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UPN's 'Desmond Pfeiffer':
A Bad Idea Gone Wrong

By Esther Iverem
Washington Post Staff Writer
Tuesday, October 6, 1998



That is the only question that skeptical viewers will ask after last night's premiere of UPN's controversial and asinine new sitcom, "The Secret Diary of Desmond Pfeiffer."

Of all the history-based story lines that could have been used to create a sitcom – Betsy Ross modeled after Ally McBeal, "Those Crazy Robber Barons" or "Life in the Soup Line" – UPN decided to touch on slavery, the Civil War and the supposed sexual adventures of Abraham Lincoln.

That decision alone, setting the show in a Lincoln White House served by a black "butler," drew the ire of thousands across the country, including those who marched recently on the network's Hollywood headquarters. Accusing UPN of racism, the protesters declared that the network would not have so cavalierly created comedic material from the Depression, the Holocaust or the Bosnian conflict. In response, UPN executives pulled the episode originally scheduled for the program's debut, saying it would be reviewed. They did not, however postpone the premiere, instead broadcasting the second episode.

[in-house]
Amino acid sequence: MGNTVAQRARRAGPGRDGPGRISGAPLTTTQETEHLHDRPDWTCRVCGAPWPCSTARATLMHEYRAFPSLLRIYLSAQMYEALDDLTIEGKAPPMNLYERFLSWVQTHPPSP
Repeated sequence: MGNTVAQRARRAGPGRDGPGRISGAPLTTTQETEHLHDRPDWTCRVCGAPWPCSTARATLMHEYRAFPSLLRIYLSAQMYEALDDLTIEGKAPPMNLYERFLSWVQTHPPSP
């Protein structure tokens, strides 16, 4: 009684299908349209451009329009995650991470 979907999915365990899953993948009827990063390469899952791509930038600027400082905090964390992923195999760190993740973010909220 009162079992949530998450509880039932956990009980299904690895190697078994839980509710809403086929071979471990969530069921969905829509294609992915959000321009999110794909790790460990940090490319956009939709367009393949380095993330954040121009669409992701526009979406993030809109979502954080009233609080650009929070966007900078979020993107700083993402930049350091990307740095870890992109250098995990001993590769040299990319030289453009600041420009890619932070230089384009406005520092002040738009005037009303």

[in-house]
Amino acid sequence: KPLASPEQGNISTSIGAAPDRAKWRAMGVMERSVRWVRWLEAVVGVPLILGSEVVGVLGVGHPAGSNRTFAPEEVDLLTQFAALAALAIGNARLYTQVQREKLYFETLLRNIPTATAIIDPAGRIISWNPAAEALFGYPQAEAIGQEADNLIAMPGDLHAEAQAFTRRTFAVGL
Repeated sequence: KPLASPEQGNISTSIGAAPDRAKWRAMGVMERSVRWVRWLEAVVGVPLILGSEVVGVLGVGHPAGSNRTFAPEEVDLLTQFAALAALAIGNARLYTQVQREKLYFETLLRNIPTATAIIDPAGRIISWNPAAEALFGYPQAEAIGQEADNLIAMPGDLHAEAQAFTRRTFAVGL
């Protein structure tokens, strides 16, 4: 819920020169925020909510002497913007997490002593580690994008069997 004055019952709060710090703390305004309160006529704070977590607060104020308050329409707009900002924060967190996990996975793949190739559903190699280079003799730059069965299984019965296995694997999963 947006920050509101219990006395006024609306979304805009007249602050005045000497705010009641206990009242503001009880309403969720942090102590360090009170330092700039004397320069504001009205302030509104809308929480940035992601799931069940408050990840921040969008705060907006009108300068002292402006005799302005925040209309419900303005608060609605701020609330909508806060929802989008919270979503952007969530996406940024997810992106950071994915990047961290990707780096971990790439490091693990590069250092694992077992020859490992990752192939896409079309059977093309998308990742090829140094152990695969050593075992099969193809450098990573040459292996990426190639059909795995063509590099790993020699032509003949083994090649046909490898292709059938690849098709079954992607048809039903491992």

The program dismisses the brutal enslavement of Africans with buffoonery and a handy laugh track. Its premise, more than its content, is what is offensive. On its face, the premiere of "Desmond Pfeiffer" was not so much racist as it was stupid.

Pfeiffer, the butler, played by Chi McBride, is actually supposed to be an English nobleman who has been forced into servitude. To compensate for his debased position, the writers make his white sidekick, Nibblet (Max Baker) a hapless, dimwitted "evolutionary cul-de-sac." The show also offers a weak ebony-ivory buddy story pairing Pfeiffer and Honest Abe (Dann Florek), who is depicted as a sexually frustrated man engaging in "telegraph sex."

Using the White House as a prop, the show goes for even cheaper laughs with frequent references to the current sex-perjury scandal. Pfeiffer tells the president, "You're acting no better than a horny hillbilly from Arkansas." It's about as funny as getting your teeth cleaned.

Every television show these days must give viewers a reason to keep tuning in. This one doesn't. It just makes you ask "Why?"

© Copyright 1998 The Washington Post

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